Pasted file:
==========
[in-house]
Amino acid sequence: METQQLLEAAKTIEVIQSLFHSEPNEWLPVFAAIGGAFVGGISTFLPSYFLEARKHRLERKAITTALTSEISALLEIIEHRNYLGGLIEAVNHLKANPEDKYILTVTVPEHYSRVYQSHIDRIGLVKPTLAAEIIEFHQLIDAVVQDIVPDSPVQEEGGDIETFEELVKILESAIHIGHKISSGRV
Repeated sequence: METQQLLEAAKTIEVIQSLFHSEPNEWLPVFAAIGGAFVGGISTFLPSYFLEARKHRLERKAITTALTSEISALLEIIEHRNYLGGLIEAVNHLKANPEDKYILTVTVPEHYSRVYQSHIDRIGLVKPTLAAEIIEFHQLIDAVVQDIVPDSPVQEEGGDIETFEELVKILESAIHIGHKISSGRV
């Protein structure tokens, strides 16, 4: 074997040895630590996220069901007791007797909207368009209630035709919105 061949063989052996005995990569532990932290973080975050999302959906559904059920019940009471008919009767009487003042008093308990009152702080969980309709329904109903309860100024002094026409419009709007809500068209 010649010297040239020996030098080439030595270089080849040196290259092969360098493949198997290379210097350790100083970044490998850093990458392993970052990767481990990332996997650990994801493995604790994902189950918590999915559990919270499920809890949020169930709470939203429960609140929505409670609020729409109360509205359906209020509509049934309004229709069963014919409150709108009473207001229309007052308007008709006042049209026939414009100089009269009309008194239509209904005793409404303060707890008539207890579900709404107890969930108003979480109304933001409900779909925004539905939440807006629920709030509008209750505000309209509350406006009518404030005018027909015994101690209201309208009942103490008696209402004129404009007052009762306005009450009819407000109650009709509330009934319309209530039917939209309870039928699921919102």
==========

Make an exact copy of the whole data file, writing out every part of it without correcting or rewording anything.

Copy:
[in-house]
Amino acid sequence: METQQLLEAAKTIEVIQSLFHSEPNEWLPVFAAIGGAFVGGISTFLPSYFLEARKHRLERKAITTALTSEISALLEIIEHRNYLGGLIEAVNHLKANPEDKYILTVTVPEHYSRVYQSHIDRIGLVKPTLAAEIIEFHQLIDAVVQDIVPDSPVQEEGGDIETFEELVKILESAIHIGHKISSGRV
Repeated sequence: METQQLLEAAKTIEVIQSLFHSEPNEWLPVFAAIGGAFVGGISTFLPSYFLEARKHRLERKAITTALTSEISALLEIIEHRNYLGGLIEAVNHLKANPEDKYILTVTVPEHYSRVYQSHIDRIGLVKPTLAAEIIEFHQLIDAVVQDIVPDSPVQEEGGDIETFEELVKILESAIHIGHKISSGRV
């Protein structure tokens, strides 16, 4: 074997040895630590996220069901007791007797909207368009209630035709919105 061949063989052996005995990569532990932290973080975050999302959906559904059920019940009471008919009767009487003042008093308990009152702080969980309709329904109903309860100024002094026409419009709007809500068209 010649010297040239020996030098080439030595270089080849040196290259092969360098493949198997290379210097350790100083970044490998850093990458392993970052990767481990990332996997650990994801493995604790994902189950918590999915559990919270499920809890949020169930709470939203429960609140929505409670609020729409109360509205359906209020509509049934309004229709069963014919409150709108009473207001229309007052308007008709006042049209026939414009100089009269009309008194239509209904005793409404303060707890008539207890579900709404107890969930108003979480109304933001409900779909925004539905939440807006629920709030509008209750505000309209509350406006009518404030005018027909015994101690209201309208009942103490008696209402004129404009007052009762306005009450009819407000109650009709509330009934319309209530039917939209309870039928699921919102």